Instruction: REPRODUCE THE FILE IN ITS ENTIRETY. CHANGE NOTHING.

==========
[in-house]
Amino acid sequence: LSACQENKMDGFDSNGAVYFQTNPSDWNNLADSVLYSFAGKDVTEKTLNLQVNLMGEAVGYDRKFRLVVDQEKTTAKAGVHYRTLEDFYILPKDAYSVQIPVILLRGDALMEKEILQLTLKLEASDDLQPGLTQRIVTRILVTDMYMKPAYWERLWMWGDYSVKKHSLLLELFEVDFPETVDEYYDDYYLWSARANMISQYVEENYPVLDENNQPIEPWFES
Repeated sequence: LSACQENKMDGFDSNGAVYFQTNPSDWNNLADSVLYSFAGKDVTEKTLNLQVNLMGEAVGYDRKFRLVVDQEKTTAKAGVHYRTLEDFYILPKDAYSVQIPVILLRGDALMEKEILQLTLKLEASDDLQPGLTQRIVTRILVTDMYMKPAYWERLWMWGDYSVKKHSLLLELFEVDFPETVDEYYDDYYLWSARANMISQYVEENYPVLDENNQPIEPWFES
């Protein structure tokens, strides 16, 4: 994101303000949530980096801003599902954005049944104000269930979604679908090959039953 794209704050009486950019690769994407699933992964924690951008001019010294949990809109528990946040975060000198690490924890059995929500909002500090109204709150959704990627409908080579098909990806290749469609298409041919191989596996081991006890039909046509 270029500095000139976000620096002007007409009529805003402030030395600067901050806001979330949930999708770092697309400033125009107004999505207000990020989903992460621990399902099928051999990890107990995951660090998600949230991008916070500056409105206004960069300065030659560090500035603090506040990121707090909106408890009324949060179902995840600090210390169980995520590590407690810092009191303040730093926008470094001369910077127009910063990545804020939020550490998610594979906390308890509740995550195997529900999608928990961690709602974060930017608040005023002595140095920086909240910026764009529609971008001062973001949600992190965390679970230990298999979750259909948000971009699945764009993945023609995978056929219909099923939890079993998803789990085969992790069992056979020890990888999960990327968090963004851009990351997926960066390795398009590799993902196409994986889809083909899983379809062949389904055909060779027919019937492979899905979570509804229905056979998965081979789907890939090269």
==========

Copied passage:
[in-house]
Amino acid sequence: LSACQENKMDGFDSNGAVYFQTNPSDWNNLADSVLYSFAGKDVTEKTLNLQVNLMGEAVGYDRKFRLVVDQEKTTAKAGVHYRTLEDFYILPKDAYSVQIPVILLRGDALMEKEILQLTLKLEASDDLQPGLTQRIVTRILVTDMYMKPAYWERLWMWGDYSVKKHSLLLELFEVDFPETVDEYYDDYYLWSARANMISQYVEENYPVLDENNQPIEPWFES
Repeated sequence: LSACQENKMDGFDSNGAVYFQTNPSDWNNLADSVLYSFAGKDVTEKTLNLQVNLMGEAVGYDRKFRLVVDQEKTTAKAGVHYRTLEDFYILPKDAYSVQIPVILLRGDALMEKEILQLTLKLEASDDLQPGLTQRIVTRILVTDMYMKPAYWERLWMWGDYSVKKHSLLLELFEVDFPETVDEYYDDYYLWSARANMISQYVEENYPVLDENNQPIEPWFES
């Protein structure tokens, strides 16, 4: 994101303000949530980096801003599902954005049944104000269930979604679908090959039953 794209704050009486950019690769994407699933992964924690951008001019010294949990809109528990946040975060000198690490924890059995929500909002500090109204709150959704990627409908080579098909990806290749469609298409041919191989596996081991006890039909046509 270029500095000139976000620096002007007409009529805003402030030395600067901050806001979330949930999708770092697309400033125009107004999505207000990020989903992460621990399902099928051999990890107990995951660090998600949230991008916070500056409105206004960069300065030659560090500035603090506040990121707090909106408890009324949060179902995840600090210390169980995520590590407690810092009191303040730093926008470094001369910077127009910063990545804020939020550490998610594979906390308890509740995550195997529900999608928990961690709602974060930017608040005023002595140095920086909240910026764009529609971008001062973001949600992190965390679970230990298999979750259909948000971009699945764009993945023609995978056929219909099923939890079993998803789990085969992790069992056979020890990888999960990327968090963004851009990351997926960066390795398009590799993902196409994986889809083909899983379809062949389904055909060779027919019937492979899905979570509804229905056979998965081979789907890939090269």